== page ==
1. Coronavirus (n)
Coronavirus refers to any of different RNA-containing viruses of the family Coronaviridae, including many that cause respiratory illnesses. The most known types of coronavirus are SARS, MERS, and COVID-19. The virus that results in COVID-19 is referred to as the novel coronavirus because it is new (novel), which means it has not been detected before. Novel coronavirus is abbreviated as nCoV. When looked at using a microscope, coronaviruses seem to be surrounded by spikes much like corona, or a crown-like shape, hence the name coronavirus.
2. Covid-19 (n)
Short form for Corona Virus Disease 2019, COVID-19 is the new guy in town. The number 19 refers to the fact that it was detected first in the year 2019. Currently spreading like wild fire around the word, it is a highly infectious respiratory disease and is caused by a new corona virus. It is fatal mostly in elderly people and in those who have underlying conditions such as heart disease. It was first discovered in China in December 2019, and has become a household word now.
3. Social Distancing (n)
Social distancing refers to one of the measures taken to combat a pandemic such as COVID-19, which is to increase the physical distance between people to slow the spread of the virus. In supermarkets the world over, you can see bright colored tape marking the distance one has to keep from others. Working from home, cancellation of mass gatherings like church services and school closings are other examples of social distancing measures.
4. Flatten the Curve (v)
Flatten the curve refers to slowing the spread of an epidemic disease so that the healthcare system of a particular area doesn’t get overwhelmed. The curve shows the number of cases over time, and flattening that curve means preventing an increase in new cases, thus causing a spike, in a short period of time.
5. Infodemic (n)
A proliferation of a variety of information which is often unsubstantiated, relating to a crisis, controversy, or event, and which spreads very fast and uncontrollably through news, social media and the internet is known as infodemic. It is regarded as causing disturbance and anxiety among the public. The COVID-19 pandemic has currently unleashed an infodemic, undoubtedly.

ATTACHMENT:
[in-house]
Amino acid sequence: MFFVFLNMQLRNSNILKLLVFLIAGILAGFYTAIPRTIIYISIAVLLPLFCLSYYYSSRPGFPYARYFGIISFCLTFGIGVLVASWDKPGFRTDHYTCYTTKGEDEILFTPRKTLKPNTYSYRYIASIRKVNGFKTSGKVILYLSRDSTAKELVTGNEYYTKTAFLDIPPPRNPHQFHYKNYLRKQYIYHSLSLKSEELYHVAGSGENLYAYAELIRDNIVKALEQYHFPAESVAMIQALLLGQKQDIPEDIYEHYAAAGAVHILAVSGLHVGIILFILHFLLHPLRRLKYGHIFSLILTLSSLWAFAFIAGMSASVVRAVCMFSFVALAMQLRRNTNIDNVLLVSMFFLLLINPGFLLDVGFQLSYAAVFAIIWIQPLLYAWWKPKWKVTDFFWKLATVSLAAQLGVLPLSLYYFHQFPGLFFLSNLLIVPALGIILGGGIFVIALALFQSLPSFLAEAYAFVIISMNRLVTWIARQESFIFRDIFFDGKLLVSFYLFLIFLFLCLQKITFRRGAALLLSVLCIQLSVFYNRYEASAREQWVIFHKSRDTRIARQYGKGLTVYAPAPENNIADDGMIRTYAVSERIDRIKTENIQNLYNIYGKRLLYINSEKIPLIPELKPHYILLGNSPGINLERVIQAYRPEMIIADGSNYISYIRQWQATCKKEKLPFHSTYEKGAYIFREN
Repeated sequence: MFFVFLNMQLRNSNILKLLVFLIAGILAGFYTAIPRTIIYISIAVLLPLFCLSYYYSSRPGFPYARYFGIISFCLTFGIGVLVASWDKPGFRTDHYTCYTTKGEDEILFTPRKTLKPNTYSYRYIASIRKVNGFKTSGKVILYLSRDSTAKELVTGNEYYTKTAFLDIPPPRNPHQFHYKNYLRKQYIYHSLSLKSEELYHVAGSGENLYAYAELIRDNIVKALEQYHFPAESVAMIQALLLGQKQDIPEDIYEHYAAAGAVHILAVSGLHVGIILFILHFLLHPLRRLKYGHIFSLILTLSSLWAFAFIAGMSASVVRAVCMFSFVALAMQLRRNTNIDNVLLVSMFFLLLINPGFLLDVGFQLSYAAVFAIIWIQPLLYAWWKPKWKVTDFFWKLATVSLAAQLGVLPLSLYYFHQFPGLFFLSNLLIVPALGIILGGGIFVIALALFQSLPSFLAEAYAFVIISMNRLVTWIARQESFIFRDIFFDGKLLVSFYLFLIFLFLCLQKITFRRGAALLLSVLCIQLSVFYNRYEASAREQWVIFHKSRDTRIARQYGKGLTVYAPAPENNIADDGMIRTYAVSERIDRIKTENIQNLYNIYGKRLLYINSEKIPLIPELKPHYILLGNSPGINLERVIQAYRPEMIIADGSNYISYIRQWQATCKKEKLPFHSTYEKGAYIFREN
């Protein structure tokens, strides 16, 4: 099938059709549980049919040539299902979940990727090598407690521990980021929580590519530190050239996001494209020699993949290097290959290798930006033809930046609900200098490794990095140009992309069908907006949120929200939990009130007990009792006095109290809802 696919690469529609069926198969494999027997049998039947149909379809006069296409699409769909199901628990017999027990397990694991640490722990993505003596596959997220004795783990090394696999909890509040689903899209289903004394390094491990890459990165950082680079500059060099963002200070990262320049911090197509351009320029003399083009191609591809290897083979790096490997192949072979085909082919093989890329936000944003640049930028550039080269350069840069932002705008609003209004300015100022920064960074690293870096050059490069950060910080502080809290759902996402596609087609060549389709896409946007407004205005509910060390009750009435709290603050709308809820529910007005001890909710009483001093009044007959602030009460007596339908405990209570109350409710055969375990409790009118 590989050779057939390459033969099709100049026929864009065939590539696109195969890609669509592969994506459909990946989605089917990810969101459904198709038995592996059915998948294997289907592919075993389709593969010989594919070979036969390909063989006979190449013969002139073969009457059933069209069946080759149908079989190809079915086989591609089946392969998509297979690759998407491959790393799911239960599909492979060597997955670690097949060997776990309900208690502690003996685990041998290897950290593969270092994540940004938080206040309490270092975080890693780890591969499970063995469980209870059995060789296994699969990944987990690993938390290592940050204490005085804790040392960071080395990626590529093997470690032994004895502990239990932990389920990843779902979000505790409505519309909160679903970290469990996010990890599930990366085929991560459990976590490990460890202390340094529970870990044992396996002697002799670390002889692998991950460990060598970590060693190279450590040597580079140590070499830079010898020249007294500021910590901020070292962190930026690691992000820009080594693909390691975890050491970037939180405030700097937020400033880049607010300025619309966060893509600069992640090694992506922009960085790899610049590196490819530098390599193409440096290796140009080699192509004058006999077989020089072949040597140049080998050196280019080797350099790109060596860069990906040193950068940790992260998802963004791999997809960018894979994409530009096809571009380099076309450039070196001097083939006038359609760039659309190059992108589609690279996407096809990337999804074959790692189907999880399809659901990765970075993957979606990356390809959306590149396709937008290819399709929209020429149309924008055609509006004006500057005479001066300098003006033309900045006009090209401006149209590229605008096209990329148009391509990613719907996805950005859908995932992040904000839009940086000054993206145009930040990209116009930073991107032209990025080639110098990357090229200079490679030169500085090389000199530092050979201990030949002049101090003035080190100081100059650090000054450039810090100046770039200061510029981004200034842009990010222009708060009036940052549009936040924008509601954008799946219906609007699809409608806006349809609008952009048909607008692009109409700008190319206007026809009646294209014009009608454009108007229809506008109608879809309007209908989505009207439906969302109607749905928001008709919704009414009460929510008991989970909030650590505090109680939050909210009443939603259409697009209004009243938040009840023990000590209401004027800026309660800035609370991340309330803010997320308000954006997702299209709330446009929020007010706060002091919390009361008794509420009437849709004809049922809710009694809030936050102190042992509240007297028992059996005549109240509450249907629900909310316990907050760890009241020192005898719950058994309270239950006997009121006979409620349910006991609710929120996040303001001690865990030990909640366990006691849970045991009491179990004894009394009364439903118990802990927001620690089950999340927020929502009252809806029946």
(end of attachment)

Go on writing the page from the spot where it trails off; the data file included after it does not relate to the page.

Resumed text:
6. Herd Immunity (n)
The resistance to a particular infection in a group of people when a very high number of individuals have been exposed to the infection is known as herd immunity. This is an expression widely used currently as an option that different countries have, in dealing with the pandemic COVID-19.
6. Self-isolate ( v )
This is another word that the COVID-19 pandemic has brought into parlance. To self-isolate means to avoid contact with others deliberately for a period of time. This is one of the measures employed to combat the spread of the disease.
8. Shelter in Place (n)
Shelter in place is a public safety protocol that is invoked during an emergency in which there is a threat to life or health. It is an instruction to people to find a place of shelter in their present location or immediate surroundings, and to stay there until the situation is safe.
9. Elbow Bump (n)
This is another expression that has gained popularity in current times. The elbow bump is a form of informal greeting in which two people touch elbows while meeting, instead of shaking hands. This is to prevent the spread of germs by touching hands.
10. Quarantine (n) (v)
Quarantine refers to the isolation imposed on a person to prevent the spread of a disease. People are quarantined when it is known that they might have been exposed to an epidemic or a pandemic. This prevents the spread of the disease. Usually it is the Health department of a particular country or state that issues quarantine orders.
Self-quarantine is when a person chooses to isolate himself out of caution. It is also known as voluntary quarantine.
R0 is pronounced as R-naught, R-nought, or R-zero. The R stands for Reproductive. R0 refers to the average number of people that a person affected with an infectious disease is expected to spread the infection to. R0 is also called the basic reproduction rate. If R0 is greater than 1, it means that the disease can spread in a population and cause an outbreak.
12. Super-spreader (n)
A super-spreader is a person who has been infected with a pathogen (such as a virus, or bacterium) and spreads it to a large number of people who aren’t infected. There have been reports of individuals who are super-spreaders in the current pandemic also, affecting a disproportionately huge number of people once he or she got infected.